Here is my idea quickly scrawled in the back of my Moleskine. Even though I never looked at this again while modeling, the fact that I had worked out what components need to me made and how they’d be Skattered, etc, it really helped provide a clear direction that kept me moving at a fast pace at the end of the day.
And here is the beach model we were all asked to start with. I wanted to leave it untouched so I copied the sand front face and pasted it outside the model and grouped it. Original Model here: https://3dwarehouse.sketchup.com/model/9148cee4-7a3e-4ad2-b87e-ce03b5861123/3D-Modeling-Challenge-1-Beach
I then extruded the face to give me some new sand area to work with.
I then added a grid over the new terrain.
Draped the grid using sandbox tools.
Used Artisan sculpt brush to add rolling undulations to the seafloor…as if waves had created the patten in the sand.
I then copied and stretched the seafloor terrain to show a steep drop off.
I then further manipulated the very deepest part of the seafloor using Artisan again.
Here is the finished seafloor.
Next was to extend the water out to cover the new seafloor.
I then brought the water down to encapsulate the area I was working with.
And then intersected it with the seafloor and trimmed bottom off….which I realize now I didn’t need to do as I used Fog to create the water effect and ended up turning this water group off.
Onto the rocks…Here I used freehand draw tool to create some various shapes.
I then extruded each a bit.
Then used Eneroth’s Erode to fracture them and found some seamless textures to apply.
Finally I get to Skatter some components. I used the bottom floor bed only as the Skatter surface and randomized the rocks to cover most of the sand.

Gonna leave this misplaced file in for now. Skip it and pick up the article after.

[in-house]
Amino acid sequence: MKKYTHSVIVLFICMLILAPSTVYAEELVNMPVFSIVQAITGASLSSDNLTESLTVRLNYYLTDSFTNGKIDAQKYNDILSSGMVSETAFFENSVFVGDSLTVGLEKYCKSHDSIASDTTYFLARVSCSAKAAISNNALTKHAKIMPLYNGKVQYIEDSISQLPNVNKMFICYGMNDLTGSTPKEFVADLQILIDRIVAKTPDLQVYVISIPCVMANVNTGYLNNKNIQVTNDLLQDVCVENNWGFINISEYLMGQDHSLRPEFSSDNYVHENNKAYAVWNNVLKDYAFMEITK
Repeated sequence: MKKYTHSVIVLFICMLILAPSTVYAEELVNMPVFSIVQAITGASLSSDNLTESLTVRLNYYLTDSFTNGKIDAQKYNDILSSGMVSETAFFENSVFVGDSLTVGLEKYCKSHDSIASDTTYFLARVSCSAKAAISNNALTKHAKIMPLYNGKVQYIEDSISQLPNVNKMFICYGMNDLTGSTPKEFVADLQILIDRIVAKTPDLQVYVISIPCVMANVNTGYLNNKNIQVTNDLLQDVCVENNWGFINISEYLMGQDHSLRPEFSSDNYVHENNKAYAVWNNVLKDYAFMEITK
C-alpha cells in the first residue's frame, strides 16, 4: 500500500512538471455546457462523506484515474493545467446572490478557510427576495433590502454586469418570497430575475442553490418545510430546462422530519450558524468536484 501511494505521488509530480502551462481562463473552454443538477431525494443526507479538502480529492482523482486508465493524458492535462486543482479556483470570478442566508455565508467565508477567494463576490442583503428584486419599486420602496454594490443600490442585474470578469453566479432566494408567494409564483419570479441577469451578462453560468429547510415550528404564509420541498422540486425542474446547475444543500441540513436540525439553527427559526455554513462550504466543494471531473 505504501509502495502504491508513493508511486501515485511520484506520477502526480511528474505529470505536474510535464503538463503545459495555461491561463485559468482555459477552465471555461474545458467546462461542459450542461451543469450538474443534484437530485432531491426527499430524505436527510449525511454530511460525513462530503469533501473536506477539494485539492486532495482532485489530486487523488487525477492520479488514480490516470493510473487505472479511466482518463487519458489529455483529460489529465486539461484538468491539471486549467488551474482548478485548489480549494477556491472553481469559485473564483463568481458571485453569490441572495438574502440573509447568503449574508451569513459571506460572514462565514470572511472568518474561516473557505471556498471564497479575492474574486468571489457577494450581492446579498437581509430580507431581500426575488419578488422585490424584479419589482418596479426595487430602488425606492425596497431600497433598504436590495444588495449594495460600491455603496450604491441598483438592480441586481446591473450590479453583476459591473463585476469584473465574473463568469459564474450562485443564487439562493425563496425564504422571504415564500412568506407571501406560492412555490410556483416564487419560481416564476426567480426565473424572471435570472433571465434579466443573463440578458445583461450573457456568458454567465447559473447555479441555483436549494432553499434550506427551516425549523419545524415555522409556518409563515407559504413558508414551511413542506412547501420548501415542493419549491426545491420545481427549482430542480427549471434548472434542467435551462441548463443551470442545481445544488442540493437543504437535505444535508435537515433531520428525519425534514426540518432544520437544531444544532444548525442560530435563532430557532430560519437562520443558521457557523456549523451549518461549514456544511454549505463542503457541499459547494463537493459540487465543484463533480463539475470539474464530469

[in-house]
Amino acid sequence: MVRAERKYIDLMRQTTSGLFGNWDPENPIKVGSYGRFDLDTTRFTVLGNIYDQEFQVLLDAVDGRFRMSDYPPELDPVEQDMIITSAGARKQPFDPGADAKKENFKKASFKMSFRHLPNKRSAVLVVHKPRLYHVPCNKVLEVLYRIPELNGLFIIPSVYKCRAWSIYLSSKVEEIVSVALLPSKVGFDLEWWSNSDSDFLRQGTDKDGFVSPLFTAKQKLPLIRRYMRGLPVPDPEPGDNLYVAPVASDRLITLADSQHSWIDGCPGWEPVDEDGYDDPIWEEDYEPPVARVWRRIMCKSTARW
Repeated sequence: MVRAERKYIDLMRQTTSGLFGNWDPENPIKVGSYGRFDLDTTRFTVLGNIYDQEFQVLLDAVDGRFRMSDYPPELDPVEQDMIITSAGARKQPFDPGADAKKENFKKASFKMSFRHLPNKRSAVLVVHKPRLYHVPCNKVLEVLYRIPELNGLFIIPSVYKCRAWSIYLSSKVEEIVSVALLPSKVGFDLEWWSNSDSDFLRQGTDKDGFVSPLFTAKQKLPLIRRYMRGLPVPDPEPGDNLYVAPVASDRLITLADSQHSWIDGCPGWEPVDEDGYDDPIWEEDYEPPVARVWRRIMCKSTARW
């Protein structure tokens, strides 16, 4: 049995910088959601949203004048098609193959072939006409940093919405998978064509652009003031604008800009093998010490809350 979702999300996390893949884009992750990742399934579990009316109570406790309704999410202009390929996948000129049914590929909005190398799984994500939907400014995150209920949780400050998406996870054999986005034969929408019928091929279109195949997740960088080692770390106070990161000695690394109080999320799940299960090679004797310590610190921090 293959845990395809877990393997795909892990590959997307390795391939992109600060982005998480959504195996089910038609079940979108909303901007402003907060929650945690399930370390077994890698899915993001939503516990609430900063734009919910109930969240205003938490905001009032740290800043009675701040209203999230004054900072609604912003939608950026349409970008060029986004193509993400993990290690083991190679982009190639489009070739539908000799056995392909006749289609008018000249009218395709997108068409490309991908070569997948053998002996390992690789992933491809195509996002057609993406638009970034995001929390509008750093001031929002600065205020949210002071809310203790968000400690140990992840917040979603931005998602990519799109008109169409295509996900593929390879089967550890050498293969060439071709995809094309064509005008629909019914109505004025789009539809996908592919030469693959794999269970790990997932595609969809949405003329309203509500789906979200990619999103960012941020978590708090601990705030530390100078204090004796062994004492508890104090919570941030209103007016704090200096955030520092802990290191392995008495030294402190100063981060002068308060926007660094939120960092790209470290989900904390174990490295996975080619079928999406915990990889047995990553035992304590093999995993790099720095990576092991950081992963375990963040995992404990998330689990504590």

Here they are scattered and generated as full geometry in model. Normally I’d keep as proxies but since I was uploading to 3D Warehouse I needed everything fully loaded.
I had to do some manual adjustments as Skatter overlapped a bunch and I wanted to reduce model geometry and fill in some gaps.
Next for the seaweed. I used Bezier Curve extension to draw a few reverse curves.
Then used PipeAlongPath extension to give diameter to lines…which will become the seaweed stems.
Now to make the seaweed leaves. I started with cutting out a texture and then later switched to PNG as I needed to reduce polygon count.
Then to make the little air bubble end of the leaf where it attaches to the stem. Here I used FollowMe tool to make a sphere.
Then used FollowMe tool again to make the tapered end.
Then painted it a color similar to the leaf itself and made it a component with the axis at the tip of the bubble taper as that’s where I want it base the Skatter distribution from.
Here I used the stem as the Skatter mesh and arranged the leaves randomly and adjusted the density till it looked ok.
Then I generated the leaves in the model…adding way too much geometry but again, I normally export to Proxy and let the render engine do the work…The leaves pointed down for some reason so I just flipped the whole thing along it’s Blue Axis.
Then I Skattered multiple stems randomly to create a seaweed massing component.
Here you can see a section slice though the whole thing with seaweed groups placed around rocks.
Now for the house. Repeated FollowMe trick to create large sphere this time.
Cut into the sphere so I could work inside of it. Create some floors with hole cut out to allow access between floors.
Added tube from the top as way to get in from surface. And ladder down tube.